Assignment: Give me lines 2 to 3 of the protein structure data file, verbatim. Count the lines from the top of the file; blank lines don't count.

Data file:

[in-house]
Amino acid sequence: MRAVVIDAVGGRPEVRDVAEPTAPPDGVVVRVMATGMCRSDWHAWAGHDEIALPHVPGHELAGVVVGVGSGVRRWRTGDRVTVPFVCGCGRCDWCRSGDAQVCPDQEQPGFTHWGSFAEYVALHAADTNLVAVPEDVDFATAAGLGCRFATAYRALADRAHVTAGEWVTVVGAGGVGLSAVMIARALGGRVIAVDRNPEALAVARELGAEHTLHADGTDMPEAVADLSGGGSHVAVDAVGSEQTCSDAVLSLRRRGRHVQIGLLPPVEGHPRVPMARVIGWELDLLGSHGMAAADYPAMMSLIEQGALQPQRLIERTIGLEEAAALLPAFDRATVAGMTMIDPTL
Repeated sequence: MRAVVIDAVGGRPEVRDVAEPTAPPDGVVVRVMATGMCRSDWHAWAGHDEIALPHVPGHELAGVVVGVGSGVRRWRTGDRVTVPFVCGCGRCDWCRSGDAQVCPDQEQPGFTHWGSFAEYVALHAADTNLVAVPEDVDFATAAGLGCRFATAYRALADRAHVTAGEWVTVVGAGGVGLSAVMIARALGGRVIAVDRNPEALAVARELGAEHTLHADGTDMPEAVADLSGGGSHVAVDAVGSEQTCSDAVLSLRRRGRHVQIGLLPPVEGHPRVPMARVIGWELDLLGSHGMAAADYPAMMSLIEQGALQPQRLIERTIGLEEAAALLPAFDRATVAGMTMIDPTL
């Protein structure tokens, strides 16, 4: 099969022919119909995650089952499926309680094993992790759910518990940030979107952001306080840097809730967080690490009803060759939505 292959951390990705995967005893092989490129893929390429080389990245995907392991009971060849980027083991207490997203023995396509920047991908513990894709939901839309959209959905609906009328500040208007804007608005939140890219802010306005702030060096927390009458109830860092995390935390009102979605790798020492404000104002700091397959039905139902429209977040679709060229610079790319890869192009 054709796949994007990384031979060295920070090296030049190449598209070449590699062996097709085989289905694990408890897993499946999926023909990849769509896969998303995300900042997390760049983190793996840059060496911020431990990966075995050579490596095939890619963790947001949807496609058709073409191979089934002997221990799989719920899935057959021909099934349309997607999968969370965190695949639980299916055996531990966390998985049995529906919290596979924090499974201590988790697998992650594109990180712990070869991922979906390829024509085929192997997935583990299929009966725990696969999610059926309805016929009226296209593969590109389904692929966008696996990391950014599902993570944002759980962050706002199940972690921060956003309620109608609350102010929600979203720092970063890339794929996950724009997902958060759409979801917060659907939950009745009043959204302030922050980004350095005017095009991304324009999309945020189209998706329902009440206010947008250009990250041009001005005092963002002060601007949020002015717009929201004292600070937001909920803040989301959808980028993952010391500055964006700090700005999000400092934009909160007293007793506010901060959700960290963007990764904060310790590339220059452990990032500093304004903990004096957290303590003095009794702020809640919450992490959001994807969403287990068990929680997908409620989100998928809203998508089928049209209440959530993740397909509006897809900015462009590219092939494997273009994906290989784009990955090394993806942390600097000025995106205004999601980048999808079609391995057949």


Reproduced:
Amino acid sequence: MRAVVIDAVGGRPEVRDVAEPTAPPDGVVVRVMATGMCRSDWHAWAGHDEIALPHVPGHELAGVVVGVGSGVRRWRTGDRVTVPFVCGCGRCDWCRSGDAQVCPDQEQPGFTHWGSFAEYVALHAADTNLVAVPEDVDFATAAGLGCRFATAYRALADRAHVTAGEWVTVVGAGGVGLSAVMIARALGGRVIAVDRNPEALAVARELGAEHTLHADGTDMPEAVADLSGGGSHVAVDAVGSEQTCSDAVLSLRRRGRHVQIGLLPPVEGHPRVPMARVIGWELDLLGSHGMAAADYPAMMSLIEQGALQPQRLIERTIGLEEAAALLPAFDRATVAGMTMIDPTL
Repeated sequence: MRAVVIDAVGGRPEVRDVAEPTAPPDGVVVRVMATGMCRSDWHAWAGHDEIALPHVPGHELAGVVVGVGSGVRRWRTGDRVTVPFVCGCGRCDWCRSGDAQVCPDQEQPGFTHWGSFAEYVALHAADTNLVAVPEDVDFATAAGLGCRFATAYRALADRAHVTAGEWVTVVGAGGVGLSAVMIARALGGRVIAVDRNPEALAVARELGAEHTLHADGTDMPEAVADLSGGGSHVAVDAVGSEQTCSDAVLSLRRRGRHVQIGLLPPVEGHPRVPMARVIGWELDLLGSHGMAAADYPAMMSLIEQGALQPQRLIERTIGLEEAAALLPAFDRATVAGMTMIDPTL